An iceberg the size of Greater London (ca. 1500 km²) has calved from the Brunt ice shelf in Antarctica’s Weddell Sea. The break was anticipated; the evolution of the associated crack structures has been monitored for many years with the help of radar satellites. Already in 2016/2017 the British Antarctic Survey’s Halley Research Station was moved from the location of the new iceberg to a site further inland on the ice shelf.
Fig. 1: Animation of Sentinel-1A recordings from January 2017 to January 2023. Copernicus Sentinel data © ESA 2023.
Fig.: 2 TerraSAR-X image recorded 24 Jan. 2023 at 22:21 UTC. TSX-Bild © DLR 2023
The rift known as “Chasm 1”, running south to north, as well as the west to east running “Halloween Crack” are examples of the ice shelf’s high dynamics at the edge of the Antarctic continent. Data from ESA‘s Sentinel-1 radar mission show the temporal dynamics of the past five years. Independent of weather and light conditions, these and other radar satellites continuously provide information about the condition of Antarctic ice shelves, making a large contribution to research on polar regions. Germany’s TerraSAR-X radar satellite is also being used to monitor the Brunt Ice Shelf. Almost two years ago, TerraSAR-X documented the calving there of Iceberg A74. The research vessel Polarstern was present at the site in order to study the ocean floor that had become exposed. The radar images also served as navigation aids, since they make possible a detailed and timely look at the ice situation over many kilometres, in contrast to what is possible with a ship radar.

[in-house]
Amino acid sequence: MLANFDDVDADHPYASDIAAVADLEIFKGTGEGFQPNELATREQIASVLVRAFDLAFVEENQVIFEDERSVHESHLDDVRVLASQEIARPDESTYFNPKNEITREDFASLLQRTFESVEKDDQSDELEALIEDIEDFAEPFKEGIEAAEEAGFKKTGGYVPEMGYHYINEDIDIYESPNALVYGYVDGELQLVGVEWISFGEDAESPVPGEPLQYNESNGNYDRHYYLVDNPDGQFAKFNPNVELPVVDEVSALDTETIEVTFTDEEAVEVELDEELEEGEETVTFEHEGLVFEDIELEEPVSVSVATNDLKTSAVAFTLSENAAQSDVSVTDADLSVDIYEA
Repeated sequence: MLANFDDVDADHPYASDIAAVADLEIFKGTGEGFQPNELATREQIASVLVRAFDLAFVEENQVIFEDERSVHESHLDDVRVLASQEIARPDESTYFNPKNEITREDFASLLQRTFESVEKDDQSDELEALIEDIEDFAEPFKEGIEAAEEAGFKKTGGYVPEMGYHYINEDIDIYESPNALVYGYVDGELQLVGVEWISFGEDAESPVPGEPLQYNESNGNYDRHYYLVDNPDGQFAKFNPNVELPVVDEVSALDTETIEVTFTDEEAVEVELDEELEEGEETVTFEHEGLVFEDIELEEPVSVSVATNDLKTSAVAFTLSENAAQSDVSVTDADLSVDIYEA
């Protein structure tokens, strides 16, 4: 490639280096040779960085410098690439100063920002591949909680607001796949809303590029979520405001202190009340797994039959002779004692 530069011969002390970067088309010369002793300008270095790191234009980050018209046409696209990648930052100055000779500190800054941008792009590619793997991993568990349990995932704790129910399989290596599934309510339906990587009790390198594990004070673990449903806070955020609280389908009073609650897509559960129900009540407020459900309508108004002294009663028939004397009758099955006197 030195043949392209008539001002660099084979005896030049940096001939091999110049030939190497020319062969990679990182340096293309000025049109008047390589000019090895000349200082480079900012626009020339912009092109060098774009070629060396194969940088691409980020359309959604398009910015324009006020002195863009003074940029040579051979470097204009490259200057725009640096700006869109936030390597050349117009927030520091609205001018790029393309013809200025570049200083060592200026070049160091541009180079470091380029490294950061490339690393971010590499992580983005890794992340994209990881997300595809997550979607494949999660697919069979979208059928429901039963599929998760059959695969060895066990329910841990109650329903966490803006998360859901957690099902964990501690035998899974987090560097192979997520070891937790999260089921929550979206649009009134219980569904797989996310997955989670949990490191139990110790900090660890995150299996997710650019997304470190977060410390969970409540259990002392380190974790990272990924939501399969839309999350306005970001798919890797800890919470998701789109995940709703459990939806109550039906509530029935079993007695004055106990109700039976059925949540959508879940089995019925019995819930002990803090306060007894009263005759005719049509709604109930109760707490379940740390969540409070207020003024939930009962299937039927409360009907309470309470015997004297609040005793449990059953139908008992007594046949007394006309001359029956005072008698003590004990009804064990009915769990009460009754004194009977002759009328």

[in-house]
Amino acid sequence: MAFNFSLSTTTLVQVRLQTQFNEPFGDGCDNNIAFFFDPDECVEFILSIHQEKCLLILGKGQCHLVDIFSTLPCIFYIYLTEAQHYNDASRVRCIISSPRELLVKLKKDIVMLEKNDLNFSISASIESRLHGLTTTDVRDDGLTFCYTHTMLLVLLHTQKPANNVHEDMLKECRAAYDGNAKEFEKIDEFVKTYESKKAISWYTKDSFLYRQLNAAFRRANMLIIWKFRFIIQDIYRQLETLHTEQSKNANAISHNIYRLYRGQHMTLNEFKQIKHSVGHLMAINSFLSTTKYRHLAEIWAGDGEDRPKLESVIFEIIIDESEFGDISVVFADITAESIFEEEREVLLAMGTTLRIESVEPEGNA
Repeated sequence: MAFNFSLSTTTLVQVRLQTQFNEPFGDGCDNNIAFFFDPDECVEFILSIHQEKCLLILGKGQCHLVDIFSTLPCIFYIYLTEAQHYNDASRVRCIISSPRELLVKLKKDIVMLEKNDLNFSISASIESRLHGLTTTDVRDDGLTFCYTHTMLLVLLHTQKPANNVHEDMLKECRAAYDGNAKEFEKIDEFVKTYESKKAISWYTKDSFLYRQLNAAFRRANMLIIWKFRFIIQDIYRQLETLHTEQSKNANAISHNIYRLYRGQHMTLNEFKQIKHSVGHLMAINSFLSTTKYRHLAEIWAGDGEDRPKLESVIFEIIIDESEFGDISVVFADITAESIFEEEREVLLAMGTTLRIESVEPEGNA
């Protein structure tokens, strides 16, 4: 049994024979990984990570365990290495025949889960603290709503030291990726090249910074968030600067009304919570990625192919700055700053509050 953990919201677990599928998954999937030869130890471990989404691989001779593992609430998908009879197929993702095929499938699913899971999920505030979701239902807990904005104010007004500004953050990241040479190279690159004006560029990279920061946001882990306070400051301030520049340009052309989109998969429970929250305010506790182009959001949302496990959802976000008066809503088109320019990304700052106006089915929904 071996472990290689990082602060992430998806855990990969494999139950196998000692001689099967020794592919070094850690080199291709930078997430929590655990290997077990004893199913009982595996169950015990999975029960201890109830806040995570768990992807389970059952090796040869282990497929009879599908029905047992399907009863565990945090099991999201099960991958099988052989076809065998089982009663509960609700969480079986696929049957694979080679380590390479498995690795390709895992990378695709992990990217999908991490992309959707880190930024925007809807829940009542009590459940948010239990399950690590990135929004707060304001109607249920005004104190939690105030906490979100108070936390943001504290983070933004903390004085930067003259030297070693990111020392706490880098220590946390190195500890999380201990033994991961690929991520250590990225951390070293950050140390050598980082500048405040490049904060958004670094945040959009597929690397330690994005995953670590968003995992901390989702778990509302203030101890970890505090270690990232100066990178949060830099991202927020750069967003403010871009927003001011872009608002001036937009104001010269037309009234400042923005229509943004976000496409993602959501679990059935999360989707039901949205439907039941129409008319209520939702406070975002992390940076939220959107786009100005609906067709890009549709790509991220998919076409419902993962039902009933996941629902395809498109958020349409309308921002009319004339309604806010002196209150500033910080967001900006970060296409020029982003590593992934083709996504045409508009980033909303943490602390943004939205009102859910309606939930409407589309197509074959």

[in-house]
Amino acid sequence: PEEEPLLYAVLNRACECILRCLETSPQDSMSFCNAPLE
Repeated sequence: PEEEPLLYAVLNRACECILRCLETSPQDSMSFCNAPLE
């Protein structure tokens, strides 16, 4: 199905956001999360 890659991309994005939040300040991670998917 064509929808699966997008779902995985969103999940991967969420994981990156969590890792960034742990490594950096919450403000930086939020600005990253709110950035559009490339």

Fig. 3: Sequence of TerraSAR-X StripMap images of the McDonald Ice Rumples in 2008, 2018 and 2023.
TerraSAR-X has been providing high resolution recordings of the “McDonald Ice Rumples” on the Brunt Ice Shelf every eleven days since 2018. In this area the ice was still in contact with the ocean floor. Since these so-called “pinning points” significantly influence the flow behaviour and the way the ice shelf changes they are of particular interest to scientists. The radar images are being analysed in collaboration with the British Antarctic Survey. It is not yet evident how the current calving event will affect the flow dynamics of the ice shelf over the coming weeks and months at this neuralgic location. It is however clear that despite the rapid changes at other Antarctic locations that rightly give rise to concern, the calving of this new iceberg should not be directly associated with climate change. Calving also of this magnitude is part of the natural dynamics of the Antarctic ice shelves.